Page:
14,388 results for Doctoral

  • Travelling with the Spirit: Pentecostal Migration Religiosity Between Ghana and Australia

    Dennis, Dorcas (2017)

    Doctoral thesis
    Victoria University of Wellington

    The desire to migrate to foreign lands is widespread within contemporary Ghana. Among the Ghanaians, there is a growing sense that migrating overseas requires spiritual empowerment. Evidence of this development can be seen in the emergence of “passport and visa industries” that depend on the activities of a multitude of religious agents and ritual experts. Correspondingly, Ghanaian religious agents are now constantly generating new strategies designed to meet prospective migrants’ demands. The practice of enlisting the help of religious agents and practices for the purpose of international migration is having a marked effect on the Ghanaian religious landscape in two key ways: first, it has created a demand for religious agents who possess the power to solve migration-related spiritual problems; second, in response to this demand, Ghana's purveyors of spiritual powers have shaped their practices to inspire and enable migration. Using data from extensive fieldwork among members of the Church of Pentecost (CoP) and Power Chapel (PC) in Ghana and Australia, this thesis offers an account of the role of religious narratives and rituals in the experience of Ghanaians migrating abroad, and among Ghanaian migrants in Australia. The thesis argues that the present preoccupation with overseas migration, and its interconnection with religion, is creating a migration religiosity (MR) that inspires and enhances migrations, and which forms the basis for migrants’ extension of Ghanaian religions from the so-called global-South to the global-North. This MR operates in each phase of the migration experience. In the homeland, prospective migrants use MR to facilitate their international travel. On the journey, MR is the source of spiritual protection and safety. MR continues and takes on new roles as migrants use it in meeting new conditions and experiences in their new land. Migrants’ reliance on MR for place-making as they settle into their new lives in the diaspora motivates them to create worshiping Cells. These Cells become the setting in which Ghanaian migrants reformulate their religious traditions, and from which they launch proselytizing practices or reverse missions to the host community.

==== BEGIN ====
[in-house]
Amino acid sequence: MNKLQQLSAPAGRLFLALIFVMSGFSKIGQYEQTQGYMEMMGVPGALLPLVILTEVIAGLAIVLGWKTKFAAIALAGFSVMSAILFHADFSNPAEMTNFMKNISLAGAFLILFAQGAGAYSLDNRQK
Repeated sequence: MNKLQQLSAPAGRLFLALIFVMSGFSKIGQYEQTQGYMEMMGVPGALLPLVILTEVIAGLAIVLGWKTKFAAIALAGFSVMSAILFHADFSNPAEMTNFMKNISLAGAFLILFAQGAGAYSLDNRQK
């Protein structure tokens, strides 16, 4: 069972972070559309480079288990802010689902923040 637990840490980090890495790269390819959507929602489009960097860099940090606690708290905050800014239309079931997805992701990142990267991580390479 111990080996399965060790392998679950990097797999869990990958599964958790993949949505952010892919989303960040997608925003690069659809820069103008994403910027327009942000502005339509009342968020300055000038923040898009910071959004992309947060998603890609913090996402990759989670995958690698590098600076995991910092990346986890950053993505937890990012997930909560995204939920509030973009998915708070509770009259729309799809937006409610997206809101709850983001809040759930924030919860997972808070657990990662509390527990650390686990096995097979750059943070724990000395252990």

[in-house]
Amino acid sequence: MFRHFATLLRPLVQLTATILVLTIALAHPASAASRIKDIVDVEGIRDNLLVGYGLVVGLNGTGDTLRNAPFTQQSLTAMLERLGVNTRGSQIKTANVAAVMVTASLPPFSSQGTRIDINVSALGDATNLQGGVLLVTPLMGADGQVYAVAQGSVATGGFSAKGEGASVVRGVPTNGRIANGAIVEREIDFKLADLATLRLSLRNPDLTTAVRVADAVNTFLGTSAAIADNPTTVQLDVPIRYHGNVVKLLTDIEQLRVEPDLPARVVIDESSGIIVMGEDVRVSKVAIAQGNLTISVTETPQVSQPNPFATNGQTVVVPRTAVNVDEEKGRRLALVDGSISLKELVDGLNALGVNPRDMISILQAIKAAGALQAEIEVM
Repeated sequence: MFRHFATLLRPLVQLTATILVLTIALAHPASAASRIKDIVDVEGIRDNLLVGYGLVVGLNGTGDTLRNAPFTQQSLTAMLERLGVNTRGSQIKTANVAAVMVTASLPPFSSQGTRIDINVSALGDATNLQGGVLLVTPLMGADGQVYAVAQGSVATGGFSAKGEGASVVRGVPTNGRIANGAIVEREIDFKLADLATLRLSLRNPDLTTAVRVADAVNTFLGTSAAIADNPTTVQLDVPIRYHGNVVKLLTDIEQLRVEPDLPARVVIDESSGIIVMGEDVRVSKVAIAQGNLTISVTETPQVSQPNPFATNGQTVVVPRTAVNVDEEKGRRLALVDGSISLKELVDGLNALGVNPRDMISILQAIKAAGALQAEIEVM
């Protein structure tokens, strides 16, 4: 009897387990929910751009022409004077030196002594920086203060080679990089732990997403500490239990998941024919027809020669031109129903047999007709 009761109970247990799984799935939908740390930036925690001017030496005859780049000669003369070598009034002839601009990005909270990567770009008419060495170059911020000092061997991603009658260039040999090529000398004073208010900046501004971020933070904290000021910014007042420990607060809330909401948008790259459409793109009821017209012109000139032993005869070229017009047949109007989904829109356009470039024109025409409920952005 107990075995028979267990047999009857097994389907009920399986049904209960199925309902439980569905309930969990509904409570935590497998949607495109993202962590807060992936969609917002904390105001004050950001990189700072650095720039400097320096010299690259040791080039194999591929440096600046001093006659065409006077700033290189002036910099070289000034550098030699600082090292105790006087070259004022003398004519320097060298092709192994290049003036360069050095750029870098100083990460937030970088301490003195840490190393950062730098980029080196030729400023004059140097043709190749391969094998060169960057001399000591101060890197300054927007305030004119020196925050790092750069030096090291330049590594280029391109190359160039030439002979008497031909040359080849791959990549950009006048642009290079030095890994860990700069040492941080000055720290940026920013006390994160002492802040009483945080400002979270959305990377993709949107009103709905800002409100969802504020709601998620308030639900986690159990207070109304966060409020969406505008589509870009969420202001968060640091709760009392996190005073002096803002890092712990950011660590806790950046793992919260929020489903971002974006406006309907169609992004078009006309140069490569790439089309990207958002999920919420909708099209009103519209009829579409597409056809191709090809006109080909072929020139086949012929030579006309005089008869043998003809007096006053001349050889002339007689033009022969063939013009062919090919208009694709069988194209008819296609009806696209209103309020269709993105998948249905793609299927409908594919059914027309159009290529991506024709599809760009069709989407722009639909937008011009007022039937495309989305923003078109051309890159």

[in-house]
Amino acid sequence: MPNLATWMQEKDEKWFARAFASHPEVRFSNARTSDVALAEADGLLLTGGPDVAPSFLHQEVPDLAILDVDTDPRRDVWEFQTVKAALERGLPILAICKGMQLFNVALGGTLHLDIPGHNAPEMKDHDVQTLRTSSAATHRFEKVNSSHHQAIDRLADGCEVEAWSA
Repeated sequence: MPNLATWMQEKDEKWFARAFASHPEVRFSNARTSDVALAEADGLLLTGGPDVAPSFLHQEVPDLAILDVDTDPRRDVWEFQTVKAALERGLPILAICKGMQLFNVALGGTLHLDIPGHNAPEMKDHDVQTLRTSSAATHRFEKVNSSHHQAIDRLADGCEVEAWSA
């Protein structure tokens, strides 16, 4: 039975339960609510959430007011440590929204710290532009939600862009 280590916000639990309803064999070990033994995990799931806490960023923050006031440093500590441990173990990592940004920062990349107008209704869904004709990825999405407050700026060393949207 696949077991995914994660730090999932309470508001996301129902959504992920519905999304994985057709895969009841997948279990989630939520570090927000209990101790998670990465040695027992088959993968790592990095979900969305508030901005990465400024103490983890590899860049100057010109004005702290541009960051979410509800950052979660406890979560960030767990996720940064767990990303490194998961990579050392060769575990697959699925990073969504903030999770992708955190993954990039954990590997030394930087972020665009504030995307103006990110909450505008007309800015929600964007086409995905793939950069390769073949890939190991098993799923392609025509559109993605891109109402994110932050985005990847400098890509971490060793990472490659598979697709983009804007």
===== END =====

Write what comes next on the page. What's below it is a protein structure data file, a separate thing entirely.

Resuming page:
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  • Inspiring Youth Sustainability Leadership and Creating Sustainable Schools: Explorations of extracurricular programming and university-community partnerships

    Blythe, Charlotte (2017)

    Doctoral thesis
    The University of Auckland Library